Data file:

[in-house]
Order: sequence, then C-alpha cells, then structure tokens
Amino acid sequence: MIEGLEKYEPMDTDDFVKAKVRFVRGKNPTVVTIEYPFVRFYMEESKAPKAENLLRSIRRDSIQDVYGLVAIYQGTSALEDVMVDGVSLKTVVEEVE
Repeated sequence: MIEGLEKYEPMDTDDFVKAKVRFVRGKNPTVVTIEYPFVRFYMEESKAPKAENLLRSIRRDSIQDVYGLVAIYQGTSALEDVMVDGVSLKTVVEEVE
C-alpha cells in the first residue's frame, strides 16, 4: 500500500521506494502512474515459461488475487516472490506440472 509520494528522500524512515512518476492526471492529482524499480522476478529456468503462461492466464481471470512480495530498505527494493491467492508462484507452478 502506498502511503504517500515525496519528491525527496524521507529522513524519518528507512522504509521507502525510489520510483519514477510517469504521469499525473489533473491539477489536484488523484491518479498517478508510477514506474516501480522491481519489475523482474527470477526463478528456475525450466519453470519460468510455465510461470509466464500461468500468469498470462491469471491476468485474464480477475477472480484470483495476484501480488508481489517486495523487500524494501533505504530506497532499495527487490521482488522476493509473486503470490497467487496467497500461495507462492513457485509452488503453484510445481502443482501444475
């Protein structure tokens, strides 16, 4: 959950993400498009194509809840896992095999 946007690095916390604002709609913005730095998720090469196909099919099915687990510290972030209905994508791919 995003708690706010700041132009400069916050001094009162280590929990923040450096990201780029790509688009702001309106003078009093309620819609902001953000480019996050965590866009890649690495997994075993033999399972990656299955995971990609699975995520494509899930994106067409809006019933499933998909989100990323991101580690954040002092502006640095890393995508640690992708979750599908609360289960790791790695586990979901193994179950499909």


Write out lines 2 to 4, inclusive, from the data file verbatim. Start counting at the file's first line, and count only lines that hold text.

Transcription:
Order: sequence, then C-alpha cells, then structure tokens
Amino acid sequence: MIEGLEKYEPMDTDDFVKAKVRFVRGKNPTVVTIEYPFVRFYMEESKAPKAENLLRSIRRDSIQDVYGLVAIYQGTSALEDVMVDGVSLKTVVEEVE
Repeated sequence: MIEGLEKYEPMDTDDFVKAKVRFVRGKNPTVVTIEYPFVRFYMEESKAPKAENLLRSIRRDSIQDVYGLVAIYQGTSALEDVMVDGVSLKTVVEEVE